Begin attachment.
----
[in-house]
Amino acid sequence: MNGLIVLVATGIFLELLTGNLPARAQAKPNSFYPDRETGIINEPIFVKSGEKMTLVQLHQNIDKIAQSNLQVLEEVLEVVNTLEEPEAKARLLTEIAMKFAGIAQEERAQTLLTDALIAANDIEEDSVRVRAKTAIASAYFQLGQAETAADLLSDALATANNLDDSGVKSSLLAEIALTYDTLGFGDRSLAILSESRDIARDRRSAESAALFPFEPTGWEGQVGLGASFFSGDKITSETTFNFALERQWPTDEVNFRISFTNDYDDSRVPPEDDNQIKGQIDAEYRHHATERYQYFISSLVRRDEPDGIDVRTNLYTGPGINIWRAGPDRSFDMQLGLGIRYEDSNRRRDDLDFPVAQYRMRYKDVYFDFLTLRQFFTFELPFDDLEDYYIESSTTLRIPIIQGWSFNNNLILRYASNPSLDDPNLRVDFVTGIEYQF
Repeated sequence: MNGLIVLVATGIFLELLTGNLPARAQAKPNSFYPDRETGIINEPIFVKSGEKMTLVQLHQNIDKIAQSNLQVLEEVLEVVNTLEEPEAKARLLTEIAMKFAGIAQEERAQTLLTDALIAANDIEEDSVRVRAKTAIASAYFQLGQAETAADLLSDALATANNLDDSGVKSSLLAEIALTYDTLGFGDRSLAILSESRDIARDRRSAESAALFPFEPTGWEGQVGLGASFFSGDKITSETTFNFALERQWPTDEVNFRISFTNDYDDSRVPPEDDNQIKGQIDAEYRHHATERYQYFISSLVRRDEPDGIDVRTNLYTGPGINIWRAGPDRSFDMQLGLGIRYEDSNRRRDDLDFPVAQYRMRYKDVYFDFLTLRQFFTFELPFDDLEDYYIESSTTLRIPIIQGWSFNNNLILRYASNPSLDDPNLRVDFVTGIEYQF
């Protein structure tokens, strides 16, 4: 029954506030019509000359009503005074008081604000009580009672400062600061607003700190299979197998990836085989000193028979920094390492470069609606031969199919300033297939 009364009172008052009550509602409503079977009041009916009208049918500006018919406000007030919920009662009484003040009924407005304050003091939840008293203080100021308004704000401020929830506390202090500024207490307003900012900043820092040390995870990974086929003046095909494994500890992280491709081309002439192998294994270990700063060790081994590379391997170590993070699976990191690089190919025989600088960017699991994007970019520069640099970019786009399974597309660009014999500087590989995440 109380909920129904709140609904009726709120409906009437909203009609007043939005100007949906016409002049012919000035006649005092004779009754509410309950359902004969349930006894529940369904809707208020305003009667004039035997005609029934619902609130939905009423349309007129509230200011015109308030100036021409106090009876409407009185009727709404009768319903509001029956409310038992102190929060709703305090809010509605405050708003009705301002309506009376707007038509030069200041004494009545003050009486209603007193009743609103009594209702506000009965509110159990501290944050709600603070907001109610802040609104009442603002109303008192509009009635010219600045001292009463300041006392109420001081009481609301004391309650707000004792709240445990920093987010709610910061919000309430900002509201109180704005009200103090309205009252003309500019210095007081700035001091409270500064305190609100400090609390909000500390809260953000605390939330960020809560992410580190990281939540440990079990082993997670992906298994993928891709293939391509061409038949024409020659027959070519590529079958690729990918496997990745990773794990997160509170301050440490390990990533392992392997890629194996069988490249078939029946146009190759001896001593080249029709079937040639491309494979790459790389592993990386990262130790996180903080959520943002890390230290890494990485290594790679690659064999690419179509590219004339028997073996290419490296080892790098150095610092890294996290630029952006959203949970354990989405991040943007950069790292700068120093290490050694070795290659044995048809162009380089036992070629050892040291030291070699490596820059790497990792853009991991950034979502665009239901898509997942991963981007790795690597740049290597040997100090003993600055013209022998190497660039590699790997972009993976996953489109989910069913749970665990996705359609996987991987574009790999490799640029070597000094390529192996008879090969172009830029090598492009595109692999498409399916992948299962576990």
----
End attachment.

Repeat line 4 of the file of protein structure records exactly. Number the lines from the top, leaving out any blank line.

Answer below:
């Protein structure tokens, strides 16, 4: 029954506030019509000359009503005074008081604000009580009672400062600061607003700190299979197998990836085989000193028979920094390492470069609606031969199919300033297939 009364009172008052009550509602409503079977009041009916009208049918500006018919406000007030919920009662009484003040009924407005304050003091939840008293203080100021308004704000401020929830506390202090500024207490307003900012900043820092040390995870990974086929003046095909494994500890992280491709081309002439192998294994270990700063060790081994590379391997170590993070699976990191690089190919025989600088960017699991994007970019520069640099970019786009399974597309660009014999500087590989995440 109380909920129904709140609904009726709120409906009437909203009609007043939005100007949906016409002049012919000035006649005092004779009754509410309950359902004969349930006894529940369904809707208020305003009667004039035997005609029934619902609130939905009423349309007129509230200011015109308030100036021409106090009876409407009185009727709404009768319903509001029956409310038992102190929060709703305090809010509605405050708003009705301002309506009376707007038509030069200041004494009545003050009486209603007193009743609103009594209702506000009965509110159990501290944050709600603070907001109610802040609104009442603002109303008192509009009635010219600045001292009463300041006392109420001081009481609301004391309650707000004792709240445990920093987010709610910061919000309430900002509201109180704005009200103090309205009252003309500019210095007081700035001091409270500064305190609100400090609390909000500390809260953000605390939330960020809560992410580190990281939540440990079990082993997670992906298994993928891709293939391509061409038949024409020659027959070519590529079958690729990918496997990745990773794990997160509170301050440490390990990533392992392997890629194996069988490249078939029946146009190759001896001593080249029709079937040639491309494979790459790389592993990386990262130790996180903080959520943002890390230290890494990485290594790679690659064999690419179509590219004339028997073996290419490296080892790098150095610092890294996290630029952006959203949970354990989405991040943007950069790292700068120093290490050694070795290659044995048809162009380089036992070629050892040291030291070699490596820059790497990792853009991991950034979502665009239901898509997942991963981007790795690597740049290597040997100090003993600055013209022998190497660039590699790997972009993976996953489109989910069913749970665990996705359609996987991987574009790999490799640029070597000094390529192996008879090969172009830029090598492009595109692999498409399916992948299962576990």